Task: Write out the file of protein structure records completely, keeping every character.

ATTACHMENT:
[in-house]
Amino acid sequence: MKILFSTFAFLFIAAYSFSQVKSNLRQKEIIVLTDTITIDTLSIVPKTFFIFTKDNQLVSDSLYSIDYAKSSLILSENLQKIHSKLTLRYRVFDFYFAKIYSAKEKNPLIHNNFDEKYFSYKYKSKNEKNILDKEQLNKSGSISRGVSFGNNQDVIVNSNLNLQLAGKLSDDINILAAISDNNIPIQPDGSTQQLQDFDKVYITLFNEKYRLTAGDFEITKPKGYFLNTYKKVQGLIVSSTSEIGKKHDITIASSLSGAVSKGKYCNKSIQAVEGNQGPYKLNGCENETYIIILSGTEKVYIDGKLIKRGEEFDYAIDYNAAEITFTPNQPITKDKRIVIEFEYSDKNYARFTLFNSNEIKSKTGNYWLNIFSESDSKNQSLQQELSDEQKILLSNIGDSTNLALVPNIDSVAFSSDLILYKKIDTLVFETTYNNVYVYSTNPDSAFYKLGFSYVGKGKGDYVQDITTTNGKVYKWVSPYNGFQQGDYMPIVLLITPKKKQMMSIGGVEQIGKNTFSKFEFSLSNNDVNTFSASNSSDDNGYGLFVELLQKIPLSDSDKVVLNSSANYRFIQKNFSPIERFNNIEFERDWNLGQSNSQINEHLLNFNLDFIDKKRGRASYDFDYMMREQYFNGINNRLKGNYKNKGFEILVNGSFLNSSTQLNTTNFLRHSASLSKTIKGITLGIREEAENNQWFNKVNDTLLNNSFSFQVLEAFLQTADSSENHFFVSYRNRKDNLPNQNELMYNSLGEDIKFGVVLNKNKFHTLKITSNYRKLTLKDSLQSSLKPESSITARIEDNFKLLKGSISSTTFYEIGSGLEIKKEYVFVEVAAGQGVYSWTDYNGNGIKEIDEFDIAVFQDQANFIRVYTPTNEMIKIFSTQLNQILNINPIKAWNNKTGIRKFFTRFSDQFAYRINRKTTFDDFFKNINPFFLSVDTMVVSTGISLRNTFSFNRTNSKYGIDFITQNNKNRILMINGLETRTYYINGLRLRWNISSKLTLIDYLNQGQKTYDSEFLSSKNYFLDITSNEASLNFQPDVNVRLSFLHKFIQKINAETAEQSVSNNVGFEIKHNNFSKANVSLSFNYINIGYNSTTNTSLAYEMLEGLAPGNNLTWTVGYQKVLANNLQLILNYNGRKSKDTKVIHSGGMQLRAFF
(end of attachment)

[in-house]
Amino acid sequence: MKILFSTFAFLFIAAYSFSQVKSNLRQKEIIVLTDTITIDTLSIVPKTFFIFTKDNQLVSDSLYSIDYAKSSLILSENLQKIHSKLTLRYRVFDFYFAKIYSAKEKNPLIHNNFDEKYFSYKYKSKNEKNILDKEQLNKSGSISRGVSFGNNQDVIVNSNLNLQLAGKLSDDINILAAISDNNIPIQPDGSTQQLQDFDKVYITLFNEKYRLTAGDFEITKPKGYFLNTYKKVQGLIVSSTSEIGKKHDITIASSLSGAVSKGKYCNKSIQAVEGNQGPYKLNGCENETYIIILSGTEKVYIDGKLIKRGEEFDYAIDYNAAEITFTPNQPITKDKRIVIEFEYSDKNYARFTLFNSNEIKSKTGNYWLNIFSESDSKNQSLQQELSDEQKILLSNIGDSTNLALVPNIDSVAFSSDLILYKKIDTLVFETTYNNVYVYSTNPDSAFYKLGFSYVGKGKGDYVQDITTTNGKVYKWVSPYNGFQQGDYMPIVLLITPKKKQMMSIGGVEQIGKNTFSKFEFSLSNNDVNTFSASNSSDDNGYGLFVELLQKIPLSDSDKVVLNSSANYRFIQKNFSPIERFNNIEFERDWNLGQSNSQINEHLLNFNLDFIDKKRGRASYDFDYMMREQYFNGINNRLKGNYKNKGFEILVNGSFLNSSTQLNTTNFLRHSASLSKTIKGITLGIREEAENNQWFNKVNDTLLNNSFSFQVLEAFLQTADSSENHFFVSYRNRKDNLPNQNELMYNSLGEDIKFGVVLNKNKFHTLKITSNYRKLTLKDSLQSSLKPESSITARIEDNFKLLKGSISSTTFYEIGSGLEIKKEYVFVEVAAGQGVYSWTDYNGNGIKEIDEFDIAVFQDQANFIRVYTPTNEMIKIFSTQLNQILNINPIKAWNNKTGIRKFFTRFSDQFAYRINRKTTFDDFFKNINPFFLSVDTMVVSTGISLRNTFSFNRTNSKYGIDFITQNNKNRILMINGLETRTYYINGLRLRWNISSKLTLIDYLNQGQKTYDSEFLSSKNYFLDITSNEASLNFQPDVNVRLSFLHKFIQKINAETAEQSVSNNVGFEIKHNNFSKANVSLSFNYINIGYNSTTNTSLAYEMLEGLAPGNNLTWTVGYQKVLANNLQLILNYNGRKSKDTKVIHSGGMQLRAFF